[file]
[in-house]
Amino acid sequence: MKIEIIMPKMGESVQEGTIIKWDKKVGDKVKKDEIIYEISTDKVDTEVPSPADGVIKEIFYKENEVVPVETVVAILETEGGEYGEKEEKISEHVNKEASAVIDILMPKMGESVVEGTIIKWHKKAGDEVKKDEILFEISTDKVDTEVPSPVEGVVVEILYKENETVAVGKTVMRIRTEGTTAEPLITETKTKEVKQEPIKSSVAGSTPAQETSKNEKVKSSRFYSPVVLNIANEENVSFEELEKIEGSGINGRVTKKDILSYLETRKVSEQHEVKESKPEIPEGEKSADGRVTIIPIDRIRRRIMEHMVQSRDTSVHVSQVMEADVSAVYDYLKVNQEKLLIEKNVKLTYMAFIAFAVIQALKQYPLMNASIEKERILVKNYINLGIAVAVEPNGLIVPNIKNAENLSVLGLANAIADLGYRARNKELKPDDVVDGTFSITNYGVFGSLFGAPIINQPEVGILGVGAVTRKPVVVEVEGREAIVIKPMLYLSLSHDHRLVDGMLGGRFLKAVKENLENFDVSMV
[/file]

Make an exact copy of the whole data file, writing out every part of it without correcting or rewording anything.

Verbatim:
[in-house]
Amino acid sequence: MKIEIIMPKMGESVQEGTIIKWDKKVGDKVKKDEIIYEISTDKVDTEVPSPADGVIKEIFYKENEVVPVETVVAILETEGGEYGEKEEKISEHVNKEASAVIDILMPKMGESVVEGTIIKWHKKAGDEVKKDEILFEISTDKVDTEVPSPVEGVVVEILYKENETVAVGKTVMRIRTEGTTAEPLITETKTKEVKQEPIKSSVAGSTPAQETSKNEKVKSSRFYSPVVLNIANEENVSFEELEKIEGSGINGRVTKKDILSYLETRKVSEQHEVKESKPEIPEGEKSADGRVTIIPIDRIRRRIMEHMVQSRDTSVHVSQVMEADVSAVYDYLKVNQEKLLIEKNVKLTYMAFIAFAVIQALKQYPLMNASIEKERILVKNYINLGIAVAVEPNGLIVPNIKNAENLSVLGLANAIADLGYRARNKELKPDDVVDGTFSITNYGVFGSLFGAPIINQPEVGILGVGAVTRKPVVVEVEGREAIVIKPMLYLSLSHDHRLVDGMLGGRFLKAVKENLENFDVSMV